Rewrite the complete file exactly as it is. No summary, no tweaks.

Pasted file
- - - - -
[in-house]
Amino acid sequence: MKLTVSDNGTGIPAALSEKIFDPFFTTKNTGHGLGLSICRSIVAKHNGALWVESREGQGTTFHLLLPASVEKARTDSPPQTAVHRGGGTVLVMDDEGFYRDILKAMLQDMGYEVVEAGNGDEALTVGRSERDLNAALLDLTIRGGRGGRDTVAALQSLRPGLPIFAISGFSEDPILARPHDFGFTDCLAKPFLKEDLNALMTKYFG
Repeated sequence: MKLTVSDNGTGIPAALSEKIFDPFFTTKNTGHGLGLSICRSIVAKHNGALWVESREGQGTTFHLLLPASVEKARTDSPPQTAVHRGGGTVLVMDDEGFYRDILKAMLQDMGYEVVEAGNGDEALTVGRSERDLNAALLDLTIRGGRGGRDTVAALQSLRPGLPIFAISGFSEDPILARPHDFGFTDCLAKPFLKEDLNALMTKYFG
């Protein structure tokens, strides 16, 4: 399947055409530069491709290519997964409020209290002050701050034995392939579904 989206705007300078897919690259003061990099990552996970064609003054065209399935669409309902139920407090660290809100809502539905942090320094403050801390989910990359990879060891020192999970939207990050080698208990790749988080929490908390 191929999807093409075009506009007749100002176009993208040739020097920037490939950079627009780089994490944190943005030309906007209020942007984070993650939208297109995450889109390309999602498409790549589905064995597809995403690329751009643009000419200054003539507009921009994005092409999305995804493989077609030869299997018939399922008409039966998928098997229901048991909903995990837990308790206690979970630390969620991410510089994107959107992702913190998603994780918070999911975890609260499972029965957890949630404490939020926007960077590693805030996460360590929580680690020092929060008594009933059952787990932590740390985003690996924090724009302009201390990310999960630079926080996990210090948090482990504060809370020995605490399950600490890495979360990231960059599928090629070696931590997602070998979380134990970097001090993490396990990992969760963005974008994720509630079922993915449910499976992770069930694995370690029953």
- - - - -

[in-house]
Amino acid sequence: MKLTVSDNGTGIPAALSEKIFDPFFTTKNTGHGLGLSICRSIVAKHNGALWVESREGQGTTFHLLLPASVEKARTDSPPQTAVHRGGGTVLVMDDEGFYRDILKAMLQDMGYEVVEAGNGDEALTVGRSERDLNAALLDLTIRGGRGGRDTVAALQSLRPGLPIFAISGFSEDPILARPHDFGFTDCLAKPFLKEDLNALMTKYFG
Repeated sequence: MKLTVSDNGTGIPAALSEKIFDPFFTTKNTGHGLGLSICRSIVAKHNGALWVESREGQGTTFHLLLPASVEKARTDSPPQTAVHRGGGTVLVMDDEGFYRDILKAMLQDMGYEVVEAGNGDEALTVGRSERDLNAALLDLTIRGGRGGRDTVAALQSLRPGLPIFAISGFSEDPILARPHDFGFTDCLAKPFLKEDLNALMTKYFG
């Protein structure tokens, strides 16, 4: 399947055409530069491709290519997964409020209290002050701050034995392939579904 989206705007300078897919690259003061990099990552996970064609003054065209399935669409309902139920407090660290809100809502539905942090320094403050801390989910990359990879060891020192999970939207990050080698208990790749988080929490908390 191929999807093409075009506009007749100002176009993208040739020097920037490939950079627009780089994490944190943005030309906007209020942007984070993650939208297109995450889109390309999602498409790549589905064995597809995403690329751009643009000419200054003539507009921009994005092409999305995804493989077609030869299997018939399922008409039966998928098997229901048991909903995990837990308790206690979970630390969620991410510089994107959107992702913190998603994780918070999911975890609260499972029965957890949630404490939020926007960077590693805030996460360590929580680690020092929060008594009933059952787990932590740390985003690996924090724009302009201390990310999960630079926080996990210090948090482990504060809370020995605490399950600490890495979360990231960059599928090629070696931590997602070998979380134990970097001090993490396990990992969760963005974008994720509630079922993915449910499976992770069930694995370690029953």